Main compartment

The main compartment is cavernous and closes with a draw string. There’s an internal hydration pocket along the back panel, that runs all the way down to the base of the pack, so quite long. It has a single hook at the top where you can hang a reservoir, with ports that come out the center top of the pack, between the shoulder straps.

You can also access the bottom of the pack through a sleeping bag zipper from the outside, although there isn’t an internal shelf to segregate a sleeping bag from the rest of the main compartment. When you unzip the sleeping bag compartment, the entire base of the backpack is accessible so you can reach gear packed there without having to take out everything out of the top of the main compartment.

While the base of the pack unzips to provide access to gear stored there, it's not much use if you line your pack with a pack liner.
While the base of the pack unzips to provide access to gear stored there, it’s not much use if you line your pack with a pack liner.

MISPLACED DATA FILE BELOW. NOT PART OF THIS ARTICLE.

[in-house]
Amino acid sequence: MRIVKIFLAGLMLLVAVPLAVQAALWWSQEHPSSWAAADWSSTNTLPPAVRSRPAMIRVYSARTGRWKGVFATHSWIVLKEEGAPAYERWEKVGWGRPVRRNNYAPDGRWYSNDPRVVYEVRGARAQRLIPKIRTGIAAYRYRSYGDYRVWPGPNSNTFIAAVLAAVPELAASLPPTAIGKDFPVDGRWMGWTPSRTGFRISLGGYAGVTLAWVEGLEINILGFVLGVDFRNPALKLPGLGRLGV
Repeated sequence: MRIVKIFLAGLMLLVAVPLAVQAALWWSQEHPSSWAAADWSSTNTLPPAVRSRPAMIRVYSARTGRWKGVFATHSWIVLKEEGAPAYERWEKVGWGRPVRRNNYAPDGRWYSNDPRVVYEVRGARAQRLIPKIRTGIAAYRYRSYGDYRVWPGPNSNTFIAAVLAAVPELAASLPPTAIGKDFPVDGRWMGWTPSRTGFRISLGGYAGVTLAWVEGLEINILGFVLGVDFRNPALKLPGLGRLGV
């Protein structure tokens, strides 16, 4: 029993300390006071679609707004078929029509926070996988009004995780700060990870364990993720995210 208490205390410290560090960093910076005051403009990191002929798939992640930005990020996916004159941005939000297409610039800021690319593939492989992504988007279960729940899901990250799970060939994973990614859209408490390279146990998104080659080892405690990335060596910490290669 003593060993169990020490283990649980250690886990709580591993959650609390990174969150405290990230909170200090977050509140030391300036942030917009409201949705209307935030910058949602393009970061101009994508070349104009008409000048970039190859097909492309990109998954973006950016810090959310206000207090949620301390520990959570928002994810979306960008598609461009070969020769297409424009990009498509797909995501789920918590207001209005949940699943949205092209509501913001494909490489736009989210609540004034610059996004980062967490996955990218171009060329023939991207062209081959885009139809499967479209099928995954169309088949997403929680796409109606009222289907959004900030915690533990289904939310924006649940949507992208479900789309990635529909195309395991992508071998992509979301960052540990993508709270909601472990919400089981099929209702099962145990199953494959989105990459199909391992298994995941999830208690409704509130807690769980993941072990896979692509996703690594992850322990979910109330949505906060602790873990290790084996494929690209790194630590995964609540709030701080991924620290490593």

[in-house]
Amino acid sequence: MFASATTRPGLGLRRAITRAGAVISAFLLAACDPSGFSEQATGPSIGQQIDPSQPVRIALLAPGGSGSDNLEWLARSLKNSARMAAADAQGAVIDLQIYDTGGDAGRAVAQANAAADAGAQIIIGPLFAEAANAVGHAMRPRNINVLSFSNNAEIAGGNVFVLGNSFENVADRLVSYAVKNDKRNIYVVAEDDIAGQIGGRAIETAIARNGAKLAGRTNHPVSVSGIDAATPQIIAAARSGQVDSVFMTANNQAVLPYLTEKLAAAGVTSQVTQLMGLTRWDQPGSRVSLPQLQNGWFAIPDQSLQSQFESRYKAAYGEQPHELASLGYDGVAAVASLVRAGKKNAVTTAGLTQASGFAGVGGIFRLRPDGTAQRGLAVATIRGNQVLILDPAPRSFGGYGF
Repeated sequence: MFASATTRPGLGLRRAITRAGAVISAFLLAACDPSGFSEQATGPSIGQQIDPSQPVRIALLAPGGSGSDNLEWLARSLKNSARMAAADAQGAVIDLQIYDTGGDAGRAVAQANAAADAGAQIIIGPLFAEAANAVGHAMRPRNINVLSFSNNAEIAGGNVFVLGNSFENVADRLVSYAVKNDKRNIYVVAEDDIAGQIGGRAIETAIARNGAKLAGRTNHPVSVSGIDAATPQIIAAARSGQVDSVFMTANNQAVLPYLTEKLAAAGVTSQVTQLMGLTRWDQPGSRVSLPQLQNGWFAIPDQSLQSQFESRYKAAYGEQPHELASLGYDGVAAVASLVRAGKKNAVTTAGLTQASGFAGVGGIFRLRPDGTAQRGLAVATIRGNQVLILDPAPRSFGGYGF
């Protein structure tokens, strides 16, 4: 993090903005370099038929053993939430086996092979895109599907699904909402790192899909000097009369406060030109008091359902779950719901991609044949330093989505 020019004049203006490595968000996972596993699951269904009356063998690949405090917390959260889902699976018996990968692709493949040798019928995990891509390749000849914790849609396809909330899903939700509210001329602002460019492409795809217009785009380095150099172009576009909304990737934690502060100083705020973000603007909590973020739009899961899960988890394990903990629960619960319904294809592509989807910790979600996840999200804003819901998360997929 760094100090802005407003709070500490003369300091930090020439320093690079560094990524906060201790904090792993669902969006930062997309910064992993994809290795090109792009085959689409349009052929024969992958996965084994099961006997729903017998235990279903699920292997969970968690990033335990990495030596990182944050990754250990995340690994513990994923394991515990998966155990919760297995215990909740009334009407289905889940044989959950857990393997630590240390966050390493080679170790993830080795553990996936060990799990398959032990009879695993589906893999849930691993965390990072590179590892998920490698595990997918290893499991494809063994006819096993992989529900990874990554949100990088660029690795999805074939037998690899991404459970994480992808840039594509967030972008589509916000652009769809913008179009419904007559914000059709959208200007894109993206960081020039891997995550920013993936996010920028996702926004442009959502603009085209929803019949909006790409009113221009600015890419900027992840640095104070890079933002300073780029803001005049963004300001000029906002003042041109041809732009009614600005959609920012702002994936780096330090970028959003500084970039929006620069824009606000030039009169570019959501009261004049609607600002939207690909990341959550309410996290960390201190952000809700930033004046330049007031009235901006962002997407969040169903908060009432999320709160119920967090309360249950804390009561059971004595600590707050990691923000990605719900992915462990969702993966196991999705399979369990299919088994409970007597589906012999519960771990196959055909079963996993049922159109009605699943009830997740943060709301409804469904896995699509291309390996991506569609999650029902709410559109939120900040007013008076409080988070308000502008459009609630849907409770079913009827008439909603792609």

Despite the sleeping bag zipper, my advice is to line the inside of this pack and all backpacks with a white plastic compactors bag to keep your gear dry if you plan on hiking in a climate that has rain. Rain and moisture leak through the seams of all backpacks, (even ones made with waterproof fabrics and when you use a rain cover) but a plastic bag will keep your gear dry. It does however make having a bottom zipper pointless because you’ll just see the plastic when you unzip the zipper.

Side water bottle pockets

The Paragon 48 has mesh side water bottle pocket that are large enough to hold a Nalgene bottle wrapped in winter insulation. They’re both reachable when the pack is worn and it’s easy to take a bottle out and replace it. The base of the mesh pockets is flush with the bottom of the pack and not protected by an extra fabric panel, so expect the mesh to rip and abrade fairly quickly.

Rear shovel pocket

There’s a deep mesh shovel pocket on the back of the pack for storing loose or wet items. There’s also a hidden zippered pocket inside it which Gregory uses to store the optional included rain fly (weighs 3.5 ounces). That hidden pocket is great to stash flat items like plane tickets or guide-book pages, stuff you want convenient access too, without having to open the pack.

The Paragon has a hidden pocket behind the mesh shovel pocket that's used to store the packs optional rain cover, but can be used for storing other items
The Paragon has a hidden pocket behind the mesh shovel pocket that’s used to store the packs optional rain cover, but can also be used for storing other items.